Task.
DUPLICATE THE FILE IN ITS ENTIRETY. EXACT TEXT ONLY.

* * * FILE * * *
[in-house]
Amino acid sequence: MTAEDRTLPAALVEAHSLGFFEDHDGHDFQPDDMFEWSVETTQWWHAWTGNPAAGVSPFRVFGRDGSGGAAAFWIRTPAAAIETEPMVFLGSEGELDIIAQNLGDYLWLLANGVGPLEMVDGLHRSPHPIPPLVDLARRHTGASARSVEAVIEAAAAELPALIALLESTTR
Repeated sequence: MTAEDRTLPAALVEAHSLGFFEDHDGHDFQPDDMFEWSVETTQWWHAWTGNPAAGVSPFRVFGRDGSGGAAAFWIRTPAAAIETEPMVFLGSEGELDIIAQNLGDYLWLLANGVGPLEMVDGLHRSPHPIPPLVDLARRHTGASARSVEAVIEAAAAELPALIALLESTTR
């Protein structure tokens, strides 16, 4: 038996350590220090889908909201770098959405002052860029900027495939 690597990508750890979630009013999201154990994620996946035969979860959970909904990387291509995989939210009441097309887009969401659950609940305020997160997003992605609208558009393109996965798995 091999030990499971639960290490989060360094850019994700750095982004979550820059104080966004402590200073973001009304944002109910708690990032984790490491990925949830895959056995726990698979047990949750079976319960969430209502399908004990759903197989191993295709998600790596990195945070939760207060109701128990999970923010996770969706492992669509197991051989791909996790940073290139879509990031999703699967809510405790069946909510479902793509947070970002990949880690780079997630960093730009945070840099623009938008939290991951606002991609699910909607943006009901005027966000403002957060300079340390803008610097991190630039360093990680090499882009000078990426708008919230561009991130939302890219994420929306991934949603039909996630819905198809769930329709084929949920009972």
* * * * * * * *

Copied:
[in-house]
Amino acid sequence: MTAEDRTLPAALVEAHSLGFFEDHDGHDFQPDDMFEWSVETTQWWHAWTGNPAAGVSPFRVFGRDGSGGAAAFWIRTPAAAIETEPMVFLGSEGELDIIAQNLGDYLWLLANGVGPLEMVDGLHRSPHPIPPLVDLARRHTGASARSVEAVIEAAAAELPALIALLESTTR
Repeated sequence: MTAEDRTLPAALVEAHSLGFFEDHDGHDFQPDDMFEWSVETTQWWHAWTGNPAAGVSPFRVFGRDGSGGAAAFWIRTPAAAIETEPMVFLGSEGELDIIAQNLGDYLWLLANGVGPLEMVDGLHRSPHPIPPLVDLARRHTGASARSVEAVIEAAAAELPALIALLESTTR
């Protein structure tokens, strides 16, 4: 038996350590220090889908909201770098959405002052860029900027495939 690597990508750890979630009013999201154990994620996946035969979860959970909904990387291509995989939210009441097309887009969401659950609940305020997160997003992605609208558009393109996965798995 091999030990499971639960290490989060360094850019994700750095982004979550820059104080966004402590200073973001009304944002109910708690990032984790490491990925949830895959056995726990698979047990949750079976319960969430209502399908004990759903197989191993295709998600790596990195945070939760207060109701128990999970923010996770969706492992669509197991051989791909996790940073290139879509990031999703699967809510405790069946909510479902793509947070970002990949880690780079997630960093730009945070840099623009938008939290991951606002991609699910909607943006009901005027966000403002957060300079340390803008610097991190630039360093990680090499882009000078990426708008919230561009991130939302890219994420929306991934949603039909996630819905198809769930329709084929949920009972």